Issues around Canadian PM Justin Trudeau’s credibility to run the show are surfacing as two contracts have come into scrutiny and suspect favoritism over Trudeau’s personal relations with both parties.
The first one was the Canadian government awarded We Charity a contract to administer a payment program for the Canada Student Service Grant program. This was a $900 million volunteer program, for a contract worth $19.5 million that now stands canceled.
The second was where Trudeau’s Chief of Staff Katie Telford was implicated to have used her connection with the Cabinet to get one of Canada’s biggest mortgage firms MCAP a lucrative contract. Apparently, Katie’s husband joined the same firm in the capacity of senior vice president in January 2020. The firm was awarded a $56 million contract that was later increased to $84 million. The main aim of the contract was to administer one of the government’s Covid-19 emergency funding programs, something that would have ideally been done by the government’s Canada Mortgage and Housing Authority. But they indicated they did not have the capacity to administer the same.
After much as been said, the opposition bloc is now asking for the Liberal Party to either ask its leadership to step down or get ready for re-elections. This would mean that Justin Trudeau, Katie Telford, and Finance Minister Bill Morneau to resign from their respective office.
There has been an indication of family ties between the PM and Finance Minister with the family of We Charity, bringing the initiation of the deal under scrutiny in the first place. There have been general rumors that Mr. Morneau might go onto sacrifice his office to save Mr. Trudeau, a thought that has been brushed aside by Trudeau as over speculative and unnecessary. On her part, Ms. Telford has said that the decisions made by the Cabinet were run by the civil service and were not influenced in any way.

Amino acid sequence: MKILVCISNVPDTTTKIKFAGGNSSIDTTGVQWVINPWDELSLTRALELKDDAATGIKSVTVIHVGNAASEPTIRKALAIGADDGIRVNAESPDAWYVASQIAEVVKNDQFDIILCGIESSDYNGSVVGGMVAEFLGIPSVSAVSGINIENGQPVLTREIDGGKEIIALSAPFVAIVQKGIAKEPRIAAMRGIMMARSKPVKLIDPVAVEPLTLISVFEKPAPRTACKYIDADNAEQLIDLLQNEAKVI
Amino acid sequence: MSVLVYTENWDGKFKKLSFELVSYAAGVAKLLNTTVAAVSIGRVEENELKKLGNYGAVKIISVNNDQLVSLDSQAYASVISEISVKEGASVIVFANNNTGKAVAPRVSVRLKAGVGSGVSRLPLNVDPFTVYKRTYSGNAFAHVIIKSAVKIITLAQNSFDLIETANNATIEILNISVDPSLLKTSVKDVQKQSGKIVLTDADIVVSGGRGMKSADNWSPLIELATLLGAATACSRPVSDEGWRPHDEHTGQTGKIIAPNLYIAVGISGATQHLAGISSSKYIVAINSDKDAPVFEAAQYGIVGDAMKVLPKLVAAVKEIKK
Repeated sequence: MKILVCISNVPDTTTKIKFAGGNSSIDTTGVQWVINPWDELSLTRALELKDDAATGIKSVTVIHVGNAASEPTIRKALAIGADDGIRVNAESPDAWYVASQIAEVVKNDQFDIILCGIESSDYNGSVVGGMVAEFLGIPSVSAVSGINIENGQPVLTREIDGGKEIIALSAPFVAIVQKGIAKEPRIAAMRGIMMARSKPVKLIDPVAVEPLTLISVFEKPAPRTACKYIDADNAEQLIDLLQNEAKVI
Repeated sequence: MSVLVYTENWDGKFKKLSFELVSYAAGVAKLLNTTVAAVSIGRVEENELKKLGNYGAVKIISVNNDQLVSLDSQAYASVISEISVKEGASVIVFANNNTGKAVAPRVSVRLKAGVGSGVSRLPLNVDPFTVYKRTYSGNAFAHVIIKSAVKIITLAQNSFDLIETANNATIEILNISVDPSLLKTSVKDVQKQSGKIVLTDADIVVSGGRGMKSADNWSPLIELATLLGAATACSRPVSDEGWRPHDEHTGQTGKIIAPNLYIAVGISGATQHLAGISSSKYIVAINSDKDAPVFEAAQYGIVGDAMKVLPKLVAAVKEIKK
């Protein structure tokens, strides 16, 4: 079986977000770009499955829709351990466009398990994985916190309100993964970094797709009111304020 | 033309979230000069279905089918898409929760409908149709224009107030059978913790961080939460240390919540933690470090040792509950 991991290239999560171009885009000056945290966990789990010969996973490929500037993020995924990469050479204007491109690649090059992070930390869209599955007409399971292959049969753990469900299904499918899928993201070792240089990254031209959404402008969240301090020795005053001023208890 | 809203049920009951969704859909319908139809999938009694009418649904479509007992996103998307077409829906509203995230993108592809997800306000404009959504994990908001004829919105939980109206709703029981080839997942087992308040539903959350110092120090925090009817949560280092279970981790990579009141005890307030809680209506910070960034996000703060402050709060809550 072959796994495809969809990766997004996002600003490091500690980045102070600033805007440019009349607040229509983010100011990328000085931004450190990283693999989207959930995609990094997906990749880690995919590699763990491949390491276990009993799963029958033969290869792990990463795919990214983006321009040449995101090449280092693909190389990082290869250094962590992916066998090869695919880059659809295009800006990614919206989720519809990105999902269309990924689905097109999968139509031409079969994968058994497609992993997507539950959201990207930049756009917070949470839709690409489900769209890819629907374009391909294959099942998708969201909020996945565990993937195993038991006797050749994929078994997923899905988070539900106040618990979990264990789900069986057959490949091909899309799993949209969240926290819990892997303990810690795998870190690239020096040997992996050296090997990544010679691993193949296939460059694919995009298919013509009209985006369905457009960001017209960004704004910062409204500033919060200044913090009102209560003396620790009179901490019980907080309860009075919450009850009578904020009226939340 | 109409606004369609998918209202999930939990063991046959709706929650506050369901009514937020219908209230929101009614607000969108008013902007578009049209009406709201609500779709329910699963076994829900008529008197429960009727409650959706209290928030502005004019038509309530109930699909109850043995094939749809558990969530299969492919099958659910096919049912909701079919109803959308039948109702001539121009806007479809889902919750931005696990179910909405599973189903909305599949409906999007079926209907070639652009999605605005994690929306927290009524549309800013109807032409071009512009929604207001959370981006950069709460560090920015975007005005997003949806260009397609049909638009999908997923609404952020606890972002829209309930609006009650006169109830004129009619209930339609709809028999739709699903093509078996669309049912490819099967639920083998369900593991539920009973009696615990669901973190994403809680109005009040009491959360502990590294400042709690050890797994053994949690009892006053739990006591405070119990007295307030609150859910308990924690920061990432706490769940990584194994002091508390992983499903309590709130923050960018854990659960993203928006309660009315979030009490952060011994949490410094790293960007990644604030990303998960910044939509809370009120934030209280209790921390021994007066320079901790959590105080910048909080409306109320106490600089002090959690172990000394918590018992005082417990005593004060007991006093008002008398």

However, criticism over the family connections between the charity and both the Prime Minister and Finance minister has not faded in spite of apologies and claims that it was more of an oversight and potential poor judgment in the midst of the pandemic crisis.
The Opposition Bloc Quebecois leader Yves Francois Blanchet has given the ultimatum. If the trio does not resign, he plans to float a vote for non-confidence. The government can only topple if the other opposition parties decide to support the motion. These include the New Democrats and the Conservatives. While the former has not yet voiced itself, the latter would be happy to see the trio gone. A non- confidence coming through or resignations by the three, would mean elections by October and a tough movement due to the ongoing pandemic led mayhem in Canada.
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